'No ill will'


'No ill will'

Pastor forgives gunmen in New Year's Day shooting

Observer West reporter

Thursday, January 09, 2020

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MONTEGO BAY, St James — Pastor of Emmanuel Chapel in Mount Salem, St James, Reverend Marc Mullings, whose 15-year-old daughter successfully underwent an emergency surgery to remove a bullet from her skull fired by a 'saluting shooter' ringing in the new year, says he has forgiven the gunman.

“I use the opportunity also to those responsible... know that we harbour no ill will. In our hearts we have forgiven,” the clergyman stressed.

He has, however, appealed for people to cease the dangerous practice of celebrating with gun salutes.

“We would want to use the experience just to echo what the police and the Firearm Licensing Authority have been saying, that this kind of callous disregard for people's safety must stop. They must cease and desist from it, and this situation has demonstrated what these bodies have been trying to prevent. So we echo that as well,” Reverend Mullings urged.

“There are many ways to celebrate, whether new year's or Christmas, and all that; firing a weapon doesn't have to be one of them.”

Mullings reflected that his daughter, who was among a group that amassed in the churchyard, just after watchnight service, observing the fireworks on the waterfront when she suddenly collapsed.

“We had just concluded the watchnight service and one of the young men ran inside and told me my daughter was hurt. So when I immediately ran outside I saw her, she was hysterically writhing in pain and holding her forehead. We noticed she was bleeding so we rushed her to the hospital,” he recalled.

He disclosed that a subsequent CT scan revealed that a bullet was embedded in his daughter's skull. She was later transferred to the Falmouth Public General Hospital where she successfully underwent an emergency surgery to remove the bullet.

The teenager was released from hospital on Monday afternoon, but has missed the opening of school.

The man of the cloth praised God for saving his daughter's life and rebuked unbelievers who questioned where was the divine presence to save the girl from harm.

“We are grateful to God for His grace and His mercy. I understand one person has been asking where was God, so I just want to say to that person that He was right there all the time. If He wasn't, then the story would have been a different one. So we are thankful,” Mullings told the Jamaica Observer West.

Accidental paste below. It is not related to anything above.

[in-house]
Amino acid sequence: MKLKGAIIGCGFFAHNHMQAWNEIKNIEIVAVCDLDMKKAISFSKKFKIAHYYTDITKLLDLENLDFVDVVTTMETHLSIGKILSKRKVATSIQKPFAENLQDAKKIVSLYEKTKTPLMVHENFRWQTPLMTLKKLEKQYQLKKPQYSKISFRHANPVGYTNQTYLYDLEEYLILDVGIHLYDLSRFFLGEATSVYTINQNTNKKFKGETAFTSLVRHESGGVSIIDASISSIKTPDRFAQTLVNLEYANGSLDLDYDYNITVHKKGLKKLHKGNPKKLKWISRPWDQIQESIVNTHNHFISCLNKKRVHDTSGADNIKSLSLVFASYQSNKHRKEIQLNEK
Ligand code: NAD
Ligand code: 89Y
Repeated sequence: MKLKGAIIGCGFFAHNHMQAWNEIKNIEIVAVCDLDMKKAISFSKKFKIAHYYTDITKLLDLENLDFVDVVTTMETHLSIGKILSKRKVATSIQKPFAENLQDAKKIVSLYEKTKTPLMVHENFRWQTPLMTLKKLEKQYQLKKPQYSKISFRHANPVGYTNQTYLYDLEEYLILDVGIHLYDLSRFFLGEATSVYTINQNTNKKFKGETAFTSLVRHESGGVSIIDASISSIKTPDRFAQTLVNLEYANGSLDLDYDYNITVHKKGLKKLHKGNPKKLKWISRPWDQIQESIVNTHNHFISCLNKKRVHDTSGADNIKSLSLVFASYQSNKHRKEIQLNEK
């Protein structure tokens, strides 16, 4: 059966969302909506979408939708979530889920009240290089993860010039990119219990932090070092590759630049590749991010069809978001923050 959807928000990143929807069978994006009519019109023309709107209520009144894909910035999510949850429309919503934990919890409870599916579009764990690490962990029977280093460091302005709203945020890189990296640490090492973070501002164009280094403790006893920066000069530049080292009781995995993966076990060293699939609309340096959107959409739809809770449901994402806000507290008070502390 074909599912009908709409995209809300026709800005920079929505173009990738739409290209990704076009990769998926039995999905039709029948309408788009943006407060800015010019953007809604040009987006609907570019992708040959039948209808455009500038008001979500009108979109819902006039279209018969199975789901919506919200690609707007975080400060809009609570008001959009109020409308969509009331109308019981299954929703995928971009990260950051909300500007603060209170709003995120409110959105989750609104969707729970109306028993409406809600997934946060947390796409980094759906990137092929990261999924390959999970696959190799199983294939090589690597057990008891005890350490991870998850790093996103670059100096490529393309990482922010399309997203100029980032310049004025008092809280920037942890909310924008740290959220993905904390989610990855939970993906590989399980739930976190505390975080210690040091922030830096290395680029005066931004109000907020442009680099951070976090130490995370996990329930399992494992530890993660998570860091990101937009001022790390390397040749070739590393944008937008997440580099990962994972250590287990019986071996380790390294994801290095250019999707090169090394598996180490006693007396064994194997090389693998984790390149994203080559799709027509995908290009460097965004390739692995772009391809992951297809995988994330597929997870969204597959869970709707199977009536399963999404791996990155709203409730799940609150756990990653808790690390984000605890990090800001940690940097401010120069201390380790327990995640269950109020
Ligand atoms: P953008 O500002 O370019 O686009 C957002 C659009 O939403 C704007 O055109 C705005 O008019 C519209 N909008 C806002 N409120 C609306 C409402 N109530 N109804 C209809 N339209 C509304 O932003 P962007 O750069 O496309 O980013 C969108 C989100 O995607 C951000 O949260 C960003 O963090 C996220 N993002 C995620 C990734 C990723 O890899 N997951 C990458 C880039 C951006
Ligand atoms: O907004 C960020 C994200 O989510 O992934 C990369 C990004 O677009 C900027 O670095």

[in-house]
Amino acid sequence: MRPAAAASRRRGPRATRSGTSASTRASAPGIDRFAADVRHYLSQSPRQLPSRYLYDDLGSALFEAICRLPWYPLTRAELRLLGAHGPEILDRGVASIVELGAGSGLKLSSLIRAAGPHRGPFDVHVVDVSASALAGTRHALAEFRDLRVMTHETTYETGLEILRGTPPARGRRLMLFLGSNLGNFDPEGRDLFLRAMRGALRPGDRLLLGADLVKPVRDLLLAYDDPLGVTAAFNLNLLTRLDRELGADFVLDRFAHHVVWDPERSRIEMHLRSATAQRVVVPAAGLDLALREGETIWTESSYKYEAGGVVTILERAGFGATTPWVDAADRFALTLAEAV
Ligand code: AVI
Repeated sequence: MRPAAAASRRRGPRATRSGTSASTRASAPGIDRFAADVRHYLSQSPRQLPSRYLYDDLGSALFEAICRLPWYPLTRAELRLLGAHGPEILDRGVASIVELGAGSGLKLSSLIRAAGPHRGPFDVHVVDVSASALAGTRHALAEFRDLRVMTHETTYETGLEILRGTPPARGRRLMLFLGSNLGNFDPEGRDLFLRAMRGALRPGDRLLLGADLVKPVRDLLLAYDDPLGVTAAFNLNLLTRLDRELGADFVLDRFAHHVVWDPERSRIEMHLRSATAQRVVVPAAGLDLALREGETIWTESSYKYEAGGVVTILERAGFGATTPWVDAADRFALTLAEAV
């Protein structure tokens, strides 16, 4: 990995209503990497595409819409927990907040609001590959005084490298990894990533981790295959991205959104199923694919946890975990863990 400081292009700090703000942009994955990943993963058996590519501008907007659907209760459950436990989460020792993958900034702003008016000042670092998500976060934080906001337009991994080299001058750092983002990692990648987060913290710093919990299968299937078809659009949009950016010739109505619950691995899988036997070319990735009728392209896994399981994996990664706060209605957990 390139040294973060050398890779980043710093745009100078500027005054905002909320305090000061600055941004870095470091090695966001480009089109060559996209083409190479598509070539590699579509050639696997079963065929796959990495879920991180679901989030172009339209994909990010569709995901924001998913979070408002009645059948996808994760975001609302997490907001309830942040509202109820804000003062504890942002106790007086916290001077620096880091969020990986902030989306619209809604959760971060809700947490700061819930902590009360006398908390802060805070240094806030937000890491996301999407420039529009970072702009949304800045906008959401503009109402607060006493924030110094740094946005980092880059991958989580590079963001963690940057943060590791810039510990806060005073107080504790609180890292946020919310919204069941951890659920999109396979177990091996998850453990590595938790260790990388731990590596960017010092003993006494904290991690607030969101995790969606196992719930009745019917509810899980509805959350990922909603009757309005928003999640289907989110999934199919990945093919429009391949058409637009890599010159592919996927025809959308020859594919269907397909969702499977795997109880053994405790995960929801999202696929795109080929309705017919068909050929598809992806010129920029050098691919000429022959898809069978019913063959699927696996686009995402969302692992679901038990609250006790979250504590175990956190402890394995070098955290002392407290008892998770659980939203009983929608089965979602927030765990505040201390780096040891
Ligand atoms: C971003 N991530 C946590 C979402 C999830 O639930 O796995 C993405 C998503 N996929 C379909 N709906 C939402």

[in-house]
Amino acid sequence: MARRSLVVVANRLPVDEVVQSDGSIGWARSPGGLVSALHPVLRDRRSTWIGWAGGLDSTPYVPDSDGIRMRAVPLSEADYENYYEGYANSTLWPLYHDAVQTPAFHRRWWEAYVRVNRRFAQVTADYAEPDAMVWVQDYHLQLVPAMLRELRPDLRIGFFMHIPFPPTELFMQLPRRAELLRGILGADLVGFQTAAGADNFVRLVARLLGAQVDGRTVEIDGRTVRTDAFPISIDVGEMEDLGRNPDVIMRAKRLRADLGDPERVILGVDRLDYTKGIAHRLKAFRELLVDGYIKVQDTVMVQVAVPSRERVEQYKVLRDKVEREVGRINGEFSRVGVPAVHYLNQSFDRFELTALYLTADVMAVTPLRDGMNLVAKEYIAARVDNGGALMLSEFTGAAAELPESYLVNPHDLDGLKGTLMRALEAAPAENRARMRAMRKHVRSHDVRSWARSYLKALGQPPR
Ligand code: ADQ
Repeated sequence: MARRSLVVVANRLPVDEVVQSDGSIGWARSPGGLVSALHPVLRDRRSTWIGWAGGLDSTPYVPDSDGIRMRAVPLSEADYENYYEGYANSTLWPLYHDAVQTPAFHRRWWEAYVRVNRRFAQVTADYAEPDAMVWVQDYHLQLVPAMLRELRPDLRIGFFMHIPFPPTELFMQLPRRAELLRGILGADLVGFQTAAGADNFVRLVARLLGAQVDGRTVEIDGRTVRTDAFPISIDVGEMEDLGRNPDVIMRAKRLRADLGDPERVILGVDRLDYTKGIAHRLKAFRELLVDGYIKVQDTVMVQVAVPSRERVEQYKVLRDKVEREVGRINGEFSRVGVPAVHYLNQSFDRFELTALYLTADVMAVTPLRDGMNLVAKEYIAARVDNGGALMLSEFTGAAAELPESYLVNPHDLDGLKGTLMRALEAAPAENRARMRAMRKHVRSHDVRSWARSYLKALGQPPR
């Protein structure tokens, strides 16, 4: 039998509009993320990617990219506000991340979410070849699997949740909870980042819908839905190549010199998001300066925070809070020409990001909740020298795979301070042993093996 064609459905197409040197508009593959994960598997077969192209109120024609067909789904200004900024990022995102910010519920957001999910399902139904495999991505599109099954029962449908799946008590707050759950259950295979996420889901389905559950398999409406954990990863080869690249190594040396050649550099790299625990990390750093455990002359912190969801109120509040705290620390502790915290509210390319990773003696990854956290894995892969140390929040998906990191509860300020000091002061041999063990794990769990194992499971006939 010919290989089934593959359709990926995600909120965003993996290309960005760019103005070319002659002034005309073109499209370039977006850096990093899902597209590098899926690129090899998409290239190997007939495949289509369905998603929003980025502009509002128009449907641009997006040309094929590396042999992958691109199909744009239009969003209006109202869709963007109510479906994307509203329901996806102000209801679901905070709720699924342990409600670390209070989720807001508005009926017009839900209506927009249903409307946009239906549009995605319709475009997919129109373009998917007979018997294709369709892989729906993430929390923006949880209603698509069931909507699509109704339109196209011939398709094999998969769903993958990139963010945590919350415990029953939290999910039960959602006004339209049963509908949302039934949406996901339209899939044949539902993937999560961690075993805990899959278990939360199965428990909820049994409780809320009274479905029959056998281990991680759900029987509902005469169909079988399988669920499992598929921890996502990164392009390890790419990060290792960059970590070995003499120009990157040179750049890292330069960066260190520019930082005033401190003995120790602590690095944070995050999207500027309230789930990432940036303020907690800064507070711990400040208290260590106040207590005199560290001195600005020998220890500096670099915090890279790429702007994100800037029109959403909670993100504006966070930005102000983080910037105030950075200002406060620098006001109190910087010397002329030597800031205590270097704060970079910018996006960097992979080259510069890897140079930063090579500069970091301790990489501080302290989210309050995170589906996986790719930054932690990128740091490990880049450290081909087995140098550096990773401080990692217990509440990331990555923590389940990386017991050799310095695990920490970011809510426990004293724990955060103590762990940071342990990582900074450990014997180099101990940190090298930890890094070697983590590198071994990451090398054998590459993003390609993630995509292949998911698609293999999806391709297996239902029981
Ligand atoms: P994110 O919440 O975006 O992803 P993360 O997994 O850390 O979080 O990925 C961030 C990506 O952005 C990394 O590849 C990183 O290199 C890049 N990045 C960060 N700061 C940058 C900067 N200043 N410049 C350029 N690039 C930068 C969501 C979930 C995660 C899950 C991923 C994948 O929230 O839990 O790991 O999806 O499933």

He was also thankful for the overwhelming support he received locally and from the Diaspora from a wide cross-section of people.

Among those who rallied around the family was another churchman, Bishop Conrad Pitkins, the custos of St James.

Speaking at the Jamaica Constabulary Force's Annual Devotion at the Police Commissioner's Office a week ago, Pitkins confessed that his faith was tested when he initially received the sad news.

“Believe me, I sat on my bed and I felt tears coming down my eyes…It was my colleague's child, but as a father, I felt it. I said to my wife, I am going to the hospital, I am going to join my colleague's family, I want to give them support. When I got there...I can't share everything because I just started to question God. Yes, I did that yesterday (New Year's Day),” Pitkin disclosed.

“I said what am I going to say to those who are struggling in their faith? What am I going to say when the pastor's daughter could not be saved? and God said you are not different from anybody else. By the time I got to the hospital the bullet was removed, the skull was not fractured.”

Mullings, who heaped praises on the medical team that attended to his daughter, revealed that the incident served to devastate his family which includes his wife and two sons.

“Frightening situation, even myself...sometimes I am trying to rest and the flashbacks come. But we are arranging the necessary counselling so that they can better cope with what has happened,” he revealed.

The police are yet to make an arrest in the shooting.

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